I was immediately swept back to the time when my dear little sister, Stefanie, was the unfortunate injection victim at one of our check ups.  I'm the oldest of four children and we were all really close growing up and so many of my childhood memories involve all of us.  This time was no different.  We were all getting shots for some reason and when it was Stefanie's turn, although being older than Ethan currently is, she still had an acutely hard time with needles.  So much so that she screamed like a banshee the moment they tried to clean her arm with the wipe as if the antiseptic had been the actual needle.  The poor girl was then subjected to teasing for months (probably years is more accurate, really since I am currently writing about it more than 15 years after the incident) about how scary those wipes at the doctor's office are. 

The idea that my son shares this connection with his aunt was just too much for me and I entered into bad-mother-lacking-empathy territory.  So much for appearing to support him in his fear.  While I really did care and held his hand through the whole thing, I'm sure my not being in the moment with him undermined my concern.  I know all moms have major fails but it never feels good while you are in one even if it is a little funny (or maybe a lot funny, as I giggle right now just remembering the scene with my siblings).  I'm entirely thankful for grace and the silver lining of being able to share with Ethan how he is like his dear auntie in this way.  And, I'm going to take him out for ice cream twice, I think.

I must note as a disclaimer, my sister does not remember this alleged incident quite as I do.

Tuesday, July 20, 2010

A New Literary Friend

I made a new friend this past weekend when I was perusing the bookstore with a coupon good for a third off any one item.  I met him on the shelf in the back of the store and the coupon encouraged me to take a chance and get to know Oswald Chambers.  In the past several days, he has joined the ranks of my favorite authors, C.S. Lewis, Jane Austin, Francis Schaeffer, Charlotte Bronte, Sir Conan Doyle and J.R.R. Tolkien as I've started to make my way through My Utmost For His Highest.  It's a title is often referenced but one I just haven't brought myself to pick up until now.  As I have enjoyed making this new acquaintance, I wanted to introduce him to you.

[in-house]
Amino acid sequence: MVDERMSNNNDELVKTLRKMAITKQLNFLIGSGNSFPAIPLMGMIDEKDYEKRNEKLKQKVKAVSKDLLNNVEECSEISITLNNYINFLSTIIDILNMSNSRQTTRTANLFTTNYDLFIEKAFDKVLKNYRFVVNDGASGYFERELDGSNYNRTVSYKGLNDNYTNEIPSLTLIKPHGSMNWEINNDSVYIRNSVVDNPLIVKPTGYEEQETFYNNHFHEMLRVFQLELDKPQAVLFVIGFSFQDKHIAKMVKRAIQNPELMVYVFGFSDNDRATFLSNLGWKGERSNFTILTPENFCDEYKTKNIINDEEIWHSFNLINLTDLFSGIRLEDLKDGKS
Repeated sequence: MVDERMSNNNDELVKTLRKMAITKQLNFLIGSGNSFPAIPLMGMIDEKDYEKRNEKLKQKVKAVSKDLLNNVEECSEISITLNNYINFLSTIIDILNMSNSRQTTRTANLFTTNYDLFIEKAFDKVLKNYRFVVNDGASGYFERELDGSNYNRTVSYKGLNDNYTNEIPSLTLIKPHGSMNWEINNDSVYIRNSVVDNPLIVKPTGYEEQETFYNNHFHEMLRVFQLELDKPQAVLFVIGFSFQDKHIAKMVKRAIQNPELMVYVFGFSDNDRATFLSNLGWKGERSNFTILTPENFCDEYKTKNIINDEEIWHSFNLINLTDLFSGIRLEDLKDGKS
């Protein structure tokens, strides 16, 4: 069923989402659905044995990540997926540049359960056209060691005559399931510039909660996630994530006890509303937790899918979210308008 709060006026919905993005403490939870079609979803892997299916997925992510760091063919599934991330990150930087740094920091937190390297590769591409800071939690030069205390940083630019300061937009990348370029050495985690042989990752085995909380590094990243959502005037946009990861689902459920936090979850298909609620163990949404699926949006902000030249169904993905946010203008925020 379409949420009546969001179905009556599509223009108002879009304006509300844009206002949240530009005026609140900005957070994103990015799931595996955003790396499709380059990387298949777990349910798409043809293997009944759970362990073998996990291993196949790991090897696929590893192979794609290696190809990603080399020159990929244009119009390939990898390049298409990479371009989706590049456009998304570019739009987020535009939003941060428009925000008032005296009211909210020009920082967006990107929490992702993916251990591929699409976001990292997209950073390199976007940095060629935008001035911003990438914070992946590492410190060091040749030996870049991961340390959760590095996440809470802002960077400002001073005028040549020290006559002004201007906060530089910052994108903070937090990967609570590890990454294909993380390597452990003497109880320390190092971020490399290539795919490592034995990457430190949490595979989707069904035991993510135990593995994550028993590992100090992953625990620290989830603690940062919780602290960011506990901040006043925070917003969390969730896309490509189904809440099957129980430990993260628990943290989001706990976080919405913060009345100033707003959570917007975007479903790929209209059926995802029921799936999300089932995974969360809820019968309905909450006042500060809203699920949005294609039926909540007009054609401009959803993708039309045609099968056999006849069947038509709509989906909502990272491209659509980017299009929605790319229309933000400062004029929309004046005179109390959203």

One passage had particularly stuck with me since I read it on Friday evening on the topic of Divine Control as Chambers puts it.  In regards to "How much more shall your Father which is in heaven give good things to them that ask Him?" in Matthew 7:11, He writes, "Notion your mind with the idea that God is there.  If once the mind is notioned along that line, then when you are in difficulties it is as easy as breathing to remember- Why, my Father knows all about it!  It is not an effort, it comes naturally when perplexities press."  He goes on to say that in times of trouble and the common tendency is to either consider Him unfaithful or even unjust while entrenched in darkness but prayer is our answer, not to provide an end but to build our relationship with God.